moved, * what should hinder us from asserting that place participates of a life of this kind, and that it lives according to an immutable essence, but the world according to an essence self-motive in energy. "If, however," says he, "you wish to see the motion of place according to energy, you must survey it as motive of the bodies that are moved, and which evolve the parts of place according to interval; because they are neither able to be in every place, nor to be present with all the parts of place according to each of its parts. And this is an intervening medium with reference to soul, which moves without interval. For it seems that life, indeed, so far as life imparts motion, but place being that which primarily participates of life, confers motion according to the parts of itself, and thus peculiarly unfolds local motion, causing each of the parts of that which is moved to desire to be in the whole itself, since it is unable, through the natural peculiarity of interval, to subsist in a divided manner in the whole itself. For every thing which desires to be a certain thing, but fails of becoming that which is the object of its wish through a defect of nature, continues nevertheless to aspire after that which, through imbecility, it

p. 100

is tillable to obtain. For it is requisite," says he, "that the medium between an incorporeal and intransitive life, such as is that of the fontal soul, and a transitive and corporeal life, should be a life which is intransitive, indeed, but corporeal." He adds, "but it appears to me, that the centres of the whole world, considered as one thing, are fixed in this immaterial body. For if the oracles assert that the centres of the material world are fixed in the tether which is above it, we must say, by ascending analogously, that the centres of the highest of the worlds are established in the light of this world. May it not likewise be said, that this light is the first image of the paternal profundity, * and on this account is supermundane, because that profundity is also supermundane?"

In addition to the above-mentioned opinion of Proclus concerning place, the following is the hypothesis of Damascius of Damascus, the preceptor of Simplicius, a man most inquisitive, and who laboured much in philosophy. His disquisitions on place appear to me to be no less admirable than novel. From the utility of place, therefore, he wishes to discover its essence, and he thus writes: "Every thing in generation, in consequence of falling off from a nature impartible, and without interval, both according to essence and energy, has a twofold separation,—the one according to essence, but the other according to energy, or passion.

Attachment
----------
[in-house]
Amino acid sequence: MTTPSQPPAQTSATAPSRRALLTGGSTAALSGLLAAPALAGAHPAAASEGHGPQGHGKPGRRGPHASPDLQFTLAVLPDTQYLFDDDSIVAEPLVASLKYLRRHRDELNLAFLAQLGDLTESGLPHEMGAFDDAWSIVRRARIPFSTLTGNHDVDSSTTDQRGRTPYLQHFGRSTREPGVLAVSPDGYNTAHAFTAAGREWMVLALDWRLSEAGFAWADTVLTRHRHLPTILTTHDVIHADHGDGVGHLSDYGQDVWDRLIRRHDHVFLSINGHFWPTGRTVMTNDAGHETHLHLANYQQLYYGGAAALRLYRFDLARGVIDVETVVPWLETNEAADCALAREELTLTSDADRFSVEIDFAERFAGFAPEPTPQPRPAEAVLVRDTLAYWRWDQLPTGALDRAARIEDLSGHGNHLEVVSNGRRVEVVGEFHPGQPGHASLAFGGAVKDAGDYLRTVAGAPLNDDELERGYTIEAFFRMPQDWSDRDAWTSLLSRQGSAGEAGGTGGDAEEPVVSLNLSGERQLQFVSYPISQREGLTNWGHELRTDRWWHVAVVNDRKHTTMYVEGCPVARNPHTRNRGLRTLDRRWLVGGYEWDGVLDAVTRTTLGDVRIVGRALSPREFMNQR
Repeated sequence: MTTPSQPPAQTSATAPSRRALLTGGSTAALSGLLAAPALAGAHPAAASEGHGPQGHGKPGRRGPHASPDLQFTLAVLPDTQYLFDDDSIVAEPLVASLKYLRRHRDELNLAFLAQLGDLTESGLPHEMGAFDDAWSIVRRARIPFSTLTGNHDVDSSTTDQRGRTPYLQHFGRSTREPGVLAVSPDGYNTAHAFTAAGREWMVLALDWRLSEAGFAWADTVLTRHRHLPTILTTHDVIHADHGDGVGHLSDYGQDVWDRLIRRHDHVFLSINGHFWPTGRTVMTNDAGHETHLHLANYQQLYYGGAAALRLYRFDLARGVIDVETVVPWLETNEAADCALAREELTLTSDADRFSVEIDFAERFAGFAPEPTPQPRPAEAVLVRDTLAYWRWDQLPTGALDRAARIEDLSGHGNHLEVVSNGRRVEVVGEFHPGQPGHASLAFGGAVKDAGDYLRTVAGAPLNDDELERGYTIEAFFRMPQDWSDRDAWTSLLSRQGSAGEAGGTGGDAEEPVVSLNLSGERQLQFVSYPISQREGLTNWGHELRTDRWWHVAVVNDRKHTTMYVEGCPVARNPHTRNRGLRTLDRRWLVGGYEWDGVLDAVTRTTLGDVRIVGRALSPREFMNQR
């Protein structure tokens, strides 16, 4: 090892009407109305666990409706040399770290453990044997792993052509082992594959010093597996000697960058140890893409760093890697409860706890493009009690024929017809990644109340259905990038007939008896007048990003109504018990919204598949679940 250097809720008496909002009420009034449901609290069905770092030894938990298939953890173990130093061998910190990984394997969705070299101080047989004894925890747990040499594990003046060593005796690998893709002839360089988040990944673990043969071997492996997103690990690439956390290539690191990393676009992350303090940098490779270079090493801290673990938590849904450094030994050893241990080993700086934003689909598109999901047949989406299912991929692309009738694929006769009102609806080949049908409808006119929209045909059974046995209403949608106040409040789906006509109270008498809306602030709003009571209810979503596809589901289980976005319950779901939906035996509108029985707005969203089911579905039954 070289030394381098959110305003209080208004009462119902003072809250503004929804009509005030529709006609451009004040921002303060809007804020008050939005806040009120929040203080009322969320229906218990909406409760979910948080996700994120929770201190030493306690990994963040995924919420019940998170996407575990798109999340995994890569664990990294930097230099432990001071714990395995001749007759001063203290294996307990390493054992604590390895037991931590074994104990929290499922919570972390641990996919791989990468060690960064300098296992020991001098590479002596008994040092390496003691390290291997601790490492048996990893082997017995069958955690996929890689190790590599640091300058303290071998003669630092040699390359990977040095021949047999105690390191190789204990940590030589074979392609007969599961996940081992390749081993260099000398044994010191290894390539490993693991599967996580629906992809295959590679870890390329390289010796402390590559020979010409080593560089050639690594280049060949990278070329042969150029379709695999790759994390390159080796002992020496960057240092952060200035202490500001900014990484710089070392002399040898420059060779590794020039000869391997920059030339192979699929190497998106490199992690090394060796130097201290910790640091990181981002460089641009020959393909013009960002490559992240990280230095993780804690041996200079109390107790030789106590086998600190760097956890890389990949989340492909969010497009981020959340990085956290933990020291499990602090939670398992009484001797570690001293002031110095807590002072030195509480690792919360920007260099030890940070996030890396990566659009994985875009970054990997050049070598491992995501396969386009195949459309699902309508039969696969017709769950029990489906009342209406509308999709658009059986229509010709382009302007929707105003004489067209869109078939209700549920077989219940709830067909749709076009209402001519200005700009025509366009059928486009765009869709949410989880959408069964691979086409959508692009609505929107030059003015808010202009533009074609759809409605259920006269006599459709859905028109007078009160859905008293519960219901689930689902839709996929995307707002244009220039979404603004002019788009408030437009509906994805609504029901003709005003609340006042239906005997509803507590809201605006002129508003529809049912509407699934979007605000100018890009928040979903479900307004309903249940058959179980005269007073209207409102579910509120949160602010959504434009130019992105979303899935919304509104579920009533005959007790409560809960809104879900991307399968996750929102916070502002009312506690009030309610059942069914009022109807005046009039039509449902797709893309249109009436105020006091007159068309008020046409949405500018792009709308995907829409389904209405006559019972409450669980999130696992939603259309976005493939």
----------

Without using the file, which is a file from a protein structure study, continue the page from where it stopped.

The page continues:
p. 101

[paragraph continues] That also in generation, which is according to energy, is twofold; the one being connascent with essence, according to which, essence is in a continual flux; but the other proceeding from essence, according to which it energises differently at different times, possessing extended, and not at-once-collected energies. And the separation, indeed, of energy is immediately in want of motion; and motion is consubsistent with it. The separation, also, according to motion, becomes energetic or passive. But the separation of essence becomes likewise twofold; the one being a divulsion into multitude, but the other passing into bulk. And the separation, according to magnitude and bulk, becomes immediately connected with position, in consequence of the parts falling into different situations. Position likewise is twofold; the one being connascent with essence, as of my body, the head is upward, and the feet downward; but the other being adventitious, as at one time I have position in a house, and at another in the forum; and it is evident that the former continues as long as the thing exists, but that the other becomes different at different times. But we properly say, that those things have position, the parts of which are extended, and are distant from each other. Hence position appears properly to belong to magnitudes, and the boundaries which they contain, because these are distant according to continuity. But numbers, although they are separated, yet, at the same time, do not appear to have position, because they are not distant and extended, unless you should say that these also receive magnitude and interval. For all intervals, in consequence of destroying a subsistence collected into one, cause that which is in them to be changed into another, in which also they are said to be placed by position, losing, as it were, independent power; just as, by departing from themselves in their energies, they are said to be moved, and to change. Of these intervals, therefore, in order that they may not be perfectly extended to the indefinite, there are collective measures; time, indeed, being the measure of some things, according to the energy in motion: but of others, definite multitude, which is number, being the measure,